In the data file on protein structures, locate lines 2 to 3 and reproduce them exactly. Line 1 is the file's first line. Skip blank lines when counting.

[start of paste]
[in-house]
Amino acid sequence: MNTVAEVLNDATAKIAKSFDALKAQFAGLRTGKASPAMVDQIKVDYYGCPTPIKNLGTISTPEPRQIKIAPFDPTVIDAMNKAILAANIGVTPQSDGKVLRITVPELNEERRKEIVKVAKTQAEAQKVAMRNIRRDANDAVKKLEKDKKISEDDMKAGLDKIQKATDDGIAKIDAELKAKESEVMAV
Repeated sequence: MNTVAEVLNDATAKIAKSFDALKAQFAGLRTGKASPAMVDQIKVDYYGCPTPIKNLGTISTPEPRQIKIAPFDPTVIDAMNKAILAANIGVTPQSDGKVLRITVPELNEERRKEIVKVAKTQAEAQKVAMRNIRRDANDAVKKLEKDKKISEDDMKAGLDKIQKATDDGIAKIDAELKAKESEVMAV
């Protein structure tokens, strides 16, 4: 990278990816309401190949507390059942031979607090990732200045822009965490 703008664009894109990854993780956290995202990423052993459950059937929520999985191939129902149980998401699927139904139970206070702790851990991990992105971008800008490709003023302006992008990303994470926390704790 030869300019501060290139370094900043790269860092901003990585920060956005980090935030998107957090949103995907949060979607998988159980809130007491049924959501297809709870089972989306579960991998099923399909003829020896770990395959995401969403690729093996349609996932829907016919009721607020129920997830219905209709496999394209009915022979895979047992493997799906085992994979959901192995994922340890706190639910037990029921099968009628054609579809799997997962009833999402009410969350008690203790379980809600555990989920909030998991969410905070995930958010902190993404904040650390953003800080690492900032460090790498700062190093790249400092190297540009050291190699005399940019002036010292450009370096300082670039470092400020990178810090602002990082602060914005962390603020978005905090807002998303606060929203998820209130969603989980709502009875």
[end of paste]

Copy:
Amino acid sequence: MNTVAEVLNDATAKIAKSFDALKAQFAGLRTGKASPAMVDQIKVDYYGCPTPIKNLGTISTPEPRQIKIAPFDPTVIDAMNKAILAANIGVTPQSDGKVLRITVPELNEERRKEIVKVAKTQAEAQKVAMRNIRRDANDAVKKLEKDKKISEDDMKAGLDKIQKATDDGIAKIDAELKAKESEVMAV
Repeated sequence: MNTVAEVLNDATAKIAKSFDALKAQFAGLRTGKASPAMVDQIKVDYYGCPTPIKNLGTISTPEPRQIKIAPFDPTVIDAMNKAILAANIGVTPQSDGKVLRITVPELNEERRKEIVKVAKTQAEAQKVAMRNIRRDANDAVKKLEKDKKISEDDMKAGLDKIQKATDDGIAKIDAELKAKESEVMAV